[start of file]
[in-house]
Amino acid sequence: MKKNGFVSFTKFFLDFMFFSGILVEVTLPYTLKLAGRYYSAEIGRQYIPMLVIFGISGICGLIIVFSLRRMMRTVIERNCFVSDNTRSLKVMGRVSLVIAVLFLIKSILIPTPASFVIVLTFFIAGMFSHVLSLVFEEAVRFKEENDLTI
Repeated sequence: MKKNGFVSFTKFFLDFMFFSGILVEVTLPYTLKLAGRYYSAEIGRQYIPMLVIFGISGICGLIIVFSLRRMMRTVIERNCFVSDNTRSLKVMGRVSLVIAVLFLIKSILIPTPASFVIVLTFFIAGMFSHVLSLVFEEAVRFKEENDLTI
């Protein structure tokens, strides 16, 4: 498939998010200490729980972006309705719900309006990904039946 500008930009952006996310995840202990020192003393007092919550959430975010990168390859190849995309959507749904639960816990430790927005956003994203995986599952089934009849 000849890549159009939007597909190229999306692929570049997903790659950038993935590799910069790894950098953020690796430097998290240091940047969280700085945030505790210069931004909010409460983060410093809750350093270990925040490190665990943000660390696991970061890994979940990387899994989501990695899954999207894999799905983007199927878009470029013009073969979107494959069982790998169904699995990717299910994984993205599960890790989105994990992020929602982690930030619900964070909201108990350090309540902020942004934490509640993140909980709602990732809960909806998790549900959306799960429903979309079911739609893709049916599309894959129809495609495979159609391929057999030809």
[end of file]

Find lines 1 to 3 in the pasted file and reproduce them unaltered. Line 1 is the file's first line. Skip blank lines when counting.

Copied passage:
[in-house]
Amino acid sequence: MKKNGFVSFTKFFLDFMFFSGILVEVTLPYTLKLAGRYYSAEIGRQYIPMLVIFGISGICGLIIVFSLRRMMRTVIERNCFVSDNTRSLKVMGRVSLVIAVLFLIKSILIPTPASFVIVLTFFIAGMFSHVLSLVFEEAVRFKEENDLTI
Repeated sequence: MKKNGFVSFTKFFLDFMFFSGILVEVTLPYTLKLAGRYYSAEIGRQYIPMLVIFGISGICGLIIVFSLRRMMRTVIERNCFVSDNTRSLKVMGRVSLVIAVLFLIKSILIPTPASFVIVLTFFIAGMFSHVLSLVFEEAVRFKEENDLTI